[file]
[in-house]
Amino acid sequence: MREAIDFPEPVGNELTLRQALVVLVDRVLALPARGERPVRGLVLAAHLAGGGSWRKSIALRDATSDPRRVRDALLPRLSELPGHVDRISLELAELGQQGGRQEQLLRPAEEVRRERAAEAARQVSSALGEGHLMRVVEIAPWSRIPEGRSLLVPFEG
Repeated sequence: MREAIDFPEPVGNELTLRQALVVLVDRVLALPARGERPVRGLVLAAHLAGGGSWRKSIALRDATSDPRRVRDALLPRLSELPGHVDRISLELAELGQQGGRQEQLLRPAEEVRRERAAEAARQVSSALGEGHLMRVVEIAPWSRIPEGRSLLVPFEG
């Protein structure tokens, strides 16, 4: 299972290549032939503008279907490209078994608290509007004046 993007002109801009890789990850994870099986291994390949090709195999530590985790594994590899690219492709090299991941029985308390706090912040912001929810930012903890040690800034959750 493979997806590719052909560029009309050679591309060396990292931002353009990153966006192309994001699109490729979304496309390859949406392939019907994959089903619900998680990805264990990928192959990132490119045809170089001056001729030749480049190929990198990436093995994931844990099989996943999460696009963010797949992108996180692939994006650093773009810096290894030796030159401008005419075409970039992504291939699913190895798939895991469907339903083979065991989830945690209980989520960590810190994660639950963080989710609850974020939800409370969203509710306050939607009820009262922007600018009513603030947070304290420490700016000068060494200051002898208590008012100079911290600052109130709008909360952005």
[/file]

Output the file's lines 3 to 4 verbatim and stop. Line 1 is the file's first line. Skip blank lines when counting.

Repeated sequence: MREAIDFPEPVGNELTLRQALVVLVDRVLALPARGERPVRGLVLAAHLAGGGSWRKSIALRDATSDPRRVRDALLPRLSELPGHVDRISLELAELGQQGGRQEQLLRPAEEVRRERAAEAARQVSSALGEGHLMRVVEIAPWSRIPEGRSLLVPFEG
């Protein structure tokens, strides 16, 4: 299972290549032939503008279907490209078994608290509007004046 993007002109801009890789990850994870099986291994390949090709195999530590985790594994590899690219492709090299991941029985308390706090912040912001929810930012903890040690800034959750 493979997806590719052909560029009309050679591309060396990292931002353009990153966006192309994001699109490729979304496309390859949406392939019907994959089903619900998680990805264990990928192959990132490119045809170089001056001729030749480049190929990198990436093995994931844990099989996943999460696009963010797949992108996180692939994006650093773009810096290894030796030159401008005419075409970039992504291939699913190895798939895991469907339903083979065991989830945690209980989520960590810190994660639950963080989710609850974020939800409370969203509710306050939607009820009262922007600018009513603030947070304290420490700016000068060494200051002898208590008012100079911290600052109130709008909360952005």